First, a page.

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Ancestry is, on the one hand, a biological term based on kinship , which is based on the transmission of genes over the generations (also called consanguinity or physical descent), i.e. the biological origin of an individual. On the other hand, the expression is used as a legal term in family law.

In family sociology and ethnosociology , descent describes the derivation of descendants from their ancestors with corresponding group affiliations.

In the case of stepchildren, adoptive or foster children, there is no parentage in this sense. After the birth of a child, the parentage is entered in a parentage certificate in Germany, which is then stored with other civil status documents in a family 's register.

In a figurative sense, ancestry is also used for the transmission and further development of ideas and abstractions .


In biology, the term ancestry is used to describe the direct ( genetic ) origin on the one hand, and the evolutionary history on the other (“humans and chimpanzees descend from common ancestors”). Descent is understood here as the origin of an individual from a specific female parent from whom the egg cell originates (“ mother ”) and from a male parent from whom the sperm originates (“ father ”), i.e. biological parenthood . In a broader sense, the term also refers to the parents of the parents (the grandparents ), the parents of the grandparents and all other immediate ancestors back to so-called spontaneous generation , that is, to the biological theory of descent .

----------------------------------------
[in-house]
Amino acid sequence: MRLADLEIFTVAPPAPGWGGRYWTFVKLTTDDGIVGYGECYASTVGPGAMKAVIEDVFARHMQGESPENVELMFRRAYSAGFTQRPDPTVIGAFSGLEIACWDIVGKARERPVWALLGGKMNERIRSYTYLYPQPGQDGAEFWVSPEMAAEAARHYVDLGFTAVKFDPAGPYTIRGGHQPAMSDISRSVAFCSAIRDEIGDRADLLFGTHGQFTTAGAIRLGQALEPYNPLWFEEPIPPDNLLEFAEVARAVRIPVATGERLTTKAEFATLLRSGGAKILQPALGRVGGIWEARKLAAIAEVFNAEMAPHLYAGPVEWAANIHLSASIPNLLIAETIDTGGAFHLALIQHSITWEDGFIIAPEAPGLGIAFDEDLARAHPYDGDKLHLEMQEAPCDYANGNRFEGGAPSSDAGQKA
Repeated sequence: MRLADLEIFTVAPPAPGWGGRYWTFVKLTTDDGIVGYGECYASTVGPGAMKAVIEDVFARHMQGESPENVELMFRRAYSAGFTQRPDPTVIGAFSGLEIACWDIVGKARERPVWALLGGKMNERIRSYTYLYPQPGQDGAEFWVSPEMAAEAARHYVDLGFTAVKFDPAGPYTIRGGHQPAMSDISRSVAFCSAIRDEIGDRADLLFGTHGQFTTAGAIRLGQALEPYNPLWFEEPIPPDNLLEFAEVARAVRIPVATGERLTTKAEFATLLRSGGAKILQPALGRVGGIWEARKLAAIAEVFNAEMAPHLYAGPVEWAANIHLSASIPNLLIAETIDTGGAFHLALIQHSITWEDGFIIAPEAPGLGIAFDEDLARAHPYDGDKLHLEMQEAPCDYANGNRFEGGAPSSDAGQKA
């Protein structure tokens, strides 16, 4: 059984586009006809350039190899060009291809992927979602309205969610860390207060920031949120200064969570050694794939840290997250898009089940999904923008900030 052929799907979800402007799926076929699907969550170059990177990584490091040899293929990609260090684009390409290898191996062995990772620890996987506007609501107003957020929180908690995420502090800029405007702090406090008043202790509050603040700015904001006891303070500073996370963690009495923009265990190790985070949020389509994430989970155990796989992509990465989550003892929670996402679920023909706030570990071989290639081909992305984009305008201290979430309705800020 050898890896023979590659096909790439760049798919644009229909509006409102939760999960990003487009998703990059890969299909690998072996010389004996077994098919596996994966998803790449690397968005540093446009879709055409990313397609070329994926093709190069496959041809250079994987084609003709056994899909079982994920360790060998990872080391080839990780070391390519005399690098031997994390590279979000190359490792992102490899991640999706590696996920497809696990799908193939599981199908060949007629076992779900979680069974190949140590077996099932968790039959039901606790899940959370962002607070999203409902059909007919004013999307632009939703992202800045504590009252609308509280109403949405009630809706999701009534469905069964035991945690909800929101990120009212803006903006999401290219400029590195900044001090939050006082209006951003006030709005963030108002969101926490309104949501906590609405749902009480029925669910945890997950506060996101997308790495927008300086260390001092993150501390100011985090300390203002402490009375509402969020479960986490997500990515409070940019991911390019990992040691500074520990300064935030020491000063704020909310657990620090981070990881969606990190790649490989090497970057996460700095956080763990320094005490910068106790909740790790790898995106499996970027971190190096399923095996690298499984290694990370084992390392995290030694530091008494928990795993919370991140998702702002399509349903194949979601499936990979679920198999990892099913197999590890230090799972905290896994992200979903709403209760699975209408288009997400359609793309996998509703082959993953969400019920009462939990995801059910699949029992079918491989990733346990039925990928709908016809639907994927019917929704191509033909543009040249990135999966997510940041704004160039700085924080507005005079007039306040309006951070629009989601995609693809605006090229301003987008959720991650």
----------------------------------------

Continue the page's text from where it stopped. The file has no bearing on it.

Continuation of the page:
Belonging to a family

The term descent is used in Germany in Section 1589 of the German Civil Code (BGB) to define kinship or consanguinity . The focus is not only on biological parenthood, but in §§ 1591 ff. BGB an independent legal regulation in terms of family origin, which in some cases can deviate from biological parenthood.

The determination of motherhood used to be problem-free, which was expressed in the Latin legal sentence “ Mater semper certa est ” (German: “The mother is always secure”). Since it has become medically possible (albeit forbidden in Germany, see Section 1 Embryo Protection Act ) to implant a fertilized egg cell from another woman into a woman, a regulation has been required as to who is the mother in such a case. According to § 1591 BGB, this is the woman who gave birth to the child.

The basic regulation for determining paternity can be found in § 1592 BGB. After that, legally father is the man

  1. who was married to his mother at the time of birth,
  2. who has recognized paternity or
  3. whose paternity has been determined by a court according to § 1600d BGB or § 182 FamFG.

This means that biological and legal paternity can fall apart. In order to remedy this situation, there is the possibility of contesting paternity in certain cases ( § 1600 BGB). Unless due to marital birth or a paternity father is established, it requires a judicial determination of paternity , in case of doubt, a pedigree certificate or a parentage is necessary. The parties involved can also request each other to participate in a determination of parentage in accordance with Section 1598a BGB ( parentage clarification ).

Legal norms can provide that the legal consequences of parenthood are abolished and - especially in the case of adoption - replaced by legal parenthood . By adopting a minor, parenting is legally separated from parentage. The relationship to the previous relatives expires ( § 1755 BGB), the court order creates a new parent-child relationship with the adopting person ( § 1754 BGB). In the case of adult adoption, the legal effects go less far (cf. § 1770 , § 1772 BGB).